On Nov 5, 2012, at 9:05 AM, Andrew Hendrickson wrote:
> I believe that identifying the page as "non UVM" will be the issue in these cases. Many of our users do not look at URLs and do not understand what the URL means.
Yes, that's a challenge. One message contained an explicit URL, but "weblogin.uvm.edu" was part of it. The other message had "Click Here". So we have to teach people to (1) hover their cursors over links to see what they really are, and (2) recognize the server part of a URL. In sessions I've taught, I've been pleasantly surprised that in a group of 6-12 people, at least one or two people know these techniques — but that, of course, leaves plenty of people who don't.
Perhaps more encouraging, many people, even those who don't know how to check out a link in email, can still smell a phish, and know to ignore or delete without fully analyzing it.
I think the other step we as IT professionals could teach our students, faculty, and staff, is to change one's password immediately upon having a suspicion that one has just fallen for a phish. When I ask what to do in that situation, lots of people will say, "contact you", but then we talk about the best first step being to change one's password and shut out the criminals before they can use and abuse one's account.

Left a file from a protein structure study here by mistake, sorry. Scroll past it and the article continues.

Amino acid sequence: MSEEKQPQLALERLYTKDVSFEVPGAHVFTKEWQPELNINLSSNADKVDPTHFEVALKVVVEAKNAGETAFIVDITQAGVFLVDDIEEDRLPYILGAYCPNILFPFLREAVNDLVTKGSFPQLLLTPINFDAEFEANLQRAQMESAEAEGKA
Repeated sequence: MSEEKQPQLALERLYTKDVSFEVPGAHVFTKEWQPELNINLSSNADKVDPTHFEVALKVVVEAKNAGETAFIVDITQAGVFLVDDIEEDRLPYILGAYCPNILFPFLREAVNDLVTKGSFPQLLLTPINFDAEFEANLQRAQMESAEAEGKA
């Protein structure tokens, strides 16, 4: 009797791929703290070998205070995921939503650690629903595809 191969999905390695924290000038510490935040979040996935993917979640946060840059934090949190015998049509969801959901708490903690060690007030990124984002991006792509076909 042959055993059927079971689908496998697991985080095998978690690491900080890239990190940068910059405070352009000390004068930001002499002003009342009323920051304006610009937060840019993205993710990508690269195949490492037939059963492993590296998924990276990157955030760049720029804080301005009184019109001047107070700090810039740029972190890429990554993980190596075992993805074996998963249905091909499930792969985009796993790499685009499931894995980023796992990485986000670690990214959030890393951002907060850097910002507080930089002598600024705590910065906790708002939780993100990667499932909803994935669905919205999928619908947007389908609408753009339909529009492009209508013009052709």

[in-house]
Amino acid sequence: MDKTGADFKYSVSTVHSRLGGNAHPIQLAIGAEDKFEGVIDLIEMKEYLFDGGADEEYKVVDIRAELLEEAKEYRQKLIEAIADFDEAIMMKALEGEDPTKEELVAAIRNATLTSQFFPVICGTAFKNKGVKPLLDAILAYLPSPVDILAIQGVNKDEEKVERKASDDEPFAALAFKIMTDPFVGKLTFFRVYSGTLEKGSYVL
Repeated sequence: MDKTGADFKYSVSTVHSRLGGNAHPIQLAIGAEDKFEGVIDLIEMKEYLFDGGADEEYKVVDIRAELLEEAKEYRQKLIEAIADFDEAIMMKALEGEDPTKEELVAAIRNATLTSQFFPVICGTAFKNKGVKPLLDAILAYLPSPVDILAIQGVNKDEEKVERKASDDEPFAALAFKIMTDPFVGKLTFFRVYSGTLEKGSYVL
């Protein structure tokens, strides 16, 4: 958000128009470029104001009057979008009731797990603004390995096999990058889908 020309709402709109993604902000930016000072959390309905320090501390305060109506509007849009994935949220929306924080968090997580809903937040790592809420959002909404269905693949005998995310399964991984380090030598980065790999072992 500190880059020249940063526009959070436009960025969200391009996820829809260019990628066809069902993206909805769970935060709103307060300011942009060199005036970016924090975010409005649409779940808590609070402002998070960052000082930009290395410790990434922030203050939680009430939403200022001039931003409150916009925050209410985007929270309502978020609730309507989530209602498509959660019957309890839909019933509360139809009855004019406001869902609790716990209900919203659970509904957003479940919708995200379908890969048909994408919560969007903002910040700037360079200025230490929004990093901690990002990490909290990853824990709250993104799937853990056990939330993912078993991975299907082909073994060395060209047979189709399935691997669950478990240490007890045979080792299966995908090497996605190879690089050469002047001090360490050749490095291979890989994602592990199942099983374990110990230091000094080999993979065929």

The fact that UVM has 2500+ new email users every fall certainly works to phishers' advantage. We need to educate this group early on (and we need more safe computing instruction in K-12!). We're getting closer to being able to "offer" video-based education in this area, and I see incoming students, faculty, and staff as the primary audience.
Does anyone have successful educational strategies they could share?
> On Nov 5, 2012, at 9:01 AM, Dean Williams <[log in to unmask]> wrote:
>> Good morning, all.
>> ETS has published an alert for two phishing scams reported over the weekend.
>> Both include links to the same Romanian phishing web site, and both appear to come from uvm.edu email addresses. One addresses people with their [log in to unmask] email addresses, and one includes a nice graphic for "The University of Vermont." Although those tactics can be convincing, I think the best advice for our non-IT students and colleagues is that UVM will never ask anyone to enter his or her Net-ID and password on a non-UVM web page.
>> Thanks to those who reported these phish to us. Fortunately, the phishing site seems to be down at the moment.
>> -Dean Williams
> Andrew Hendrickson
> CAS IT Administrator
> UVM, College of Arts & Sciences
> 438 College Street #206
> Burlington, VT
> 802-656-4529 (fax)
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